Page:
Can I use my urine-diverting toilet in the house?

Yes, in principle any separating toilet is suitable for your own home or tiny house. You should consider in advance whether the dry toilet will be purchased for permanent use or as an "emergency toilet". If the dry separation toilet is to replace the conventional toilet 1:1, a composting toilet is best suited for permanent installation. Composting toilets also have a separating insert and two different containers in which the faeces are collected separately. One advantage of these models is that the solid waste container has a built-in agitator, which takes over the function of re-littering. The litter is filled into the container in advance. It also ensures that the toilet has a range of up to 6 weeks for 2 people in continuous use. This means you don't have to plan much time for simple emptying. This version of the urine-diverting toilet can be used like a conventional toilet, but without a water and sewer connection. If you don't have much space, for example in a tiny house, or only need the toilet in an emergency, you can opt for a portable compact urine-diverting toilet. As these toilets do not have an agitator, the solids have to be covered with litter by hand after using the toilet. Due to the small size and therefore smaller canisters, emptying is necessary after a few days. With both models, the toilet paper can be disposed of in the toilet.

How does urine-diverting toilet ventilation work in the home?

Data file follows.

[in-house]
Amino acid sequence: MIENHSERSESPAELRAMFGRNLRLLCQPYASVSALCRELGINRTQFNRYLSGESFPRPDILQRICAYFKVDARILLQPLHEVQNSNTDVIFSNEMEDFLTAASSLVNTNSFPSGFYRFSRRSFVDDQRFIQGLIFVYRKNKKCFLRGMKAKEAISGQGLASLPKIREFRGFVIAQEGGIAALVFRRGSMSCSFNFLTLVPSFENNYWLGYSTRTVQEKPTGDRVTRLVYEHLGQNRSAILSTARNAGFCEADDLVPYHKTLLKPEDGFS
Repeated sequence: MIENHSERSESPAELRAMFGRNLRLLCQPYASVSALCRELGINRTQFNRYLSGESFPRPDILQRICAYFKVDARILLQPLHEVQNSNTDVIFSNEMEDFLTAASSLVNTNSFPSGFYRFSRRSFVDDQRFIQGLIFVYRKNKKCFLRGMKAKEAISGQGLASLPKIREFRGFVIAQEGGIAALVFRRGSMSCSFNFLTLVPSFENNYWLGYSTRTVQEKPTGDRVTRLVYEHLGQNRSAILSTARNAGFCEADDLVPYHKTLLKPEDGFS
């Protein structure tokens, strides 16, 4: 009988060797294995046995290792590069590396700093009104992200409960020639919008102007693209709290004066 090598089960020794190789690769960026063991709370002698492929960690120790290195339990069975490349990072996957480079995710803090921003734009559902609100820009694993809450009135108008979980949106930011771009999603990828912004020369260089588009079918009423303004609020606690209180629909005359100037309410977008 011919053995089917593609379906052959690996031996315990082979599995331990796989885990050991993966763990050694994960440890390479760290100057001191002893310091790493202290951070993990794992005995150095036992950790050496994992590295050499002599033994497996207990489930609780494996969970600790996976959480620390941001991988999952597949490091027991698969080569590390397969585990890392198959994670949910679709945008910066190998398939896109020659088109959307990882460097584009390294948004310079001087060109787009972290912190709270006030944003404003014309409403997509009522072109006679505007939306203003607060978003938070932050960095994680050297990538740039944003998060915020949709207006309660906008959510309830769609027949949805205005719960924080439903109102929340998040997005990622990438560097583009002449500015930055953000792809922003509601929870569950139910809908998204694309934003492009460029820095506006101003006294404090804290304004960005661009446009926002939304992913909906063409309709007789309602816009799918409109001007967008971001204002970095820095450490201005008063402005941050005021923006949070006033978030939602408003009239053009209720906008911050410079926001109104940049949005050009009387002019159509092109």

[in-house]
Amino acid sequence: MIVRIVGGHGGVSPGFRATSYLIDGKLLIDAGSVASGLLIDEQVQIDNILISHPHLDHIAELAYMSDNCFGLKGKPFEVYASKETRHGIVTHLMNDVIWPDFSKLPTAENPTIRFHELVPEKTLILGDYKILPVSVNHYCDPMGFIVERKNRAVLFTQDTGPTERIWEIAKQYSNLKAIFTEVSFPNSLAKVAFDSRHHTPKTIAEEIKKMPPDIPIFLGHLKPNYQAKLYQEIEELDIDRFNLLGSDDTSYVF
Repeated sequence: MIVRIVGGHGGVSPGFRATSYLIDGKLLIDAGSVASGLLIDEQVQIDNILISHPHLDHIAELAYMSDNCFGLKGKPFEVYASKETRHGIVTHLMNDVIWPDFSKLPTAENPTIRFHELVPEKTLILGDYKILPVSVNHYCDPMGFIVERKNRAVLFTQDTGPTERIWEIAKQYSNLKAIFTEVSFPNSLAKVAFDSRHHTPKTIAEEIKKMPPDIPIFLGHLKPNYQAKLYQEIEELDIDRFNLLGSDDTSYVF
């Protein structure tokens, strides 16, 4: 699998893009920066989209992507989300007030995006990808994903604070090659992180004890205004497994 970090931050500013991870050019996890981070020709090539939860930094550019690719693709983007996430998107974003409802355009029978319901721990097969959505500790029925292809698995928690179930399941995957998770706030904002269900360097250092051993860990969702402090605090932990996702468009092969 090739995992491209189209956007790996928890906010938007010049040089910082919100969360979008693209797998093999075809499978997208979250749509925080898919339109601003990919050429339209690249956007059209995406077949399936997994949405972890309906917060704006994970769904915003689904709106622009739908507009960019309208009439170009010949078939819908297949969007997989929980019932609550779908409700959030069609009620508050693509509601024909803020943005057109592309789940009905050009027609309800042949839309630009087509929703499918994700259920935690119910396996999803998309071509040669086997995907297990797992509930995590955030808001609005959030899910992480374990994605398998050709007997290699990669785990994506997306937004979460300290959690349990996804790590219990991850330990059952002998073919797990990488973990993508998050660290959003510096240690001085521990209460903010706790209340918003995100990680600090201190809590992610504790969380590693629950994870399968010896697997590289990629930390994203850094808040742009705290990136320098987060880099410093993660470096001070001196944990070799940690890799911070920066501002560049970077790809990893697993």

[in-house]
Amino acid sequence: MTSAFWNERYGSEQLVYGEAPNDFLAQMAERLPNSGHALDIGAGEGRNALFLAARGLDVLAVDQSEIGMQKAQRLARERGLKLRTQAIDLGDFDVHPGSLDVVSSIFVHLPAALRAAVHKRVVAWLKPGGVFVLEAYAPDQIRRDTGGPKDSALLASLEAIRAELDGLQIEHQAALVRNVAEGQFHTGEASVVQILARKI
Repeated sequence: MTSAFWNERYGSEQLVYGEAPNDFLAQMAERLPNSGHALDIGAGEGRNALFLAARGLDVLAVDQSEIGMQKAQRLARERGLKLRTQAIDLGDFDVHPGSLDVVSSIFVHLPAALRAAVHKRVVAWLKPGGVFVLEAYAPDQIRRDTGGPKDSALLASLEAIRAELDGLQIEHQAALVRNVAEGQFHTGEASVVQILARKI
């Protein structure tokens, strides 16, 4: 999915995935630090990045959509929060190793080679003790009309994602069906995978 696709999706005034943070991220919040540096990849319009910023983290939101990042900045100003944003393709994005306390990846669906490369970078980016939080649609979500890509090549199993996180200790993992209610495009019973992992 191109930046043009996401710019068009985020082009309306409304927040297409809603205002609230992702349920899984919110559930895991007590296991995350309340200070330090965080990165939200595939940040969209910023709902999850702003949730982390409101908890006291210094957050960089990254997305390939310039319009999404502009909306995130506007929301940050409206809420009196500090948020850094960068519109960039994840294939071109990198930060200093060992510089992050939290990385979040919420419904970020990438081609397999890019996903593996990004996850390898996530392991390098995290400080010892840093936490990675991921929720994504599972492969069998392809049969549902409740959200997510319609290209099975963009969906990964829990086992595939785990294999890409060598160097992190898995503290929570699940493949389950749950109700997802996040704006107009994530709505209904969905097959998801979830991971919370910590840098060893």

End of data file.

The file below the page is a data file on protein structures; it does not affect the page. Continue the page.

Ventilation for urine-diverting toilets, especially composting toilets, is very simple, whether in a house or a tiny house. A power connection and a connection for the exhaust air hose are required for the ventilation to work properly and odour-free. For the best possible ventilation, the hose should be routed to the outside. The fan, which is located on the other side of the solids container and is powered by electricity, works in combination with the exhaust air hose to ensure that the faeces are constantly dried and therefore completely odour-free. If it is not possible to place the ventilation outside, there is a special filter. This is attached to the end of the hose to ensure that no odours from the dry toilet can escape into the bathroom.

Comparison of urine-diverting toilets for the home

Basically, any model of urine-diverting toilet is suitable for your own home or tiny house. Both variants, classic or higher quality, have their advantages and disadvantages. However, a composting toilet is best suited for the bathroom in a private home, as it has the greatest range and can be used like a classic toilet without much effort.

Portable separating toilet Fixed composting toilet
With bag Without bag
No pre-composting Pre-composting
No solids flap With solids flap
Spreading by hand No need to re-spread
Without agitator With agitator
Without power connection With power connection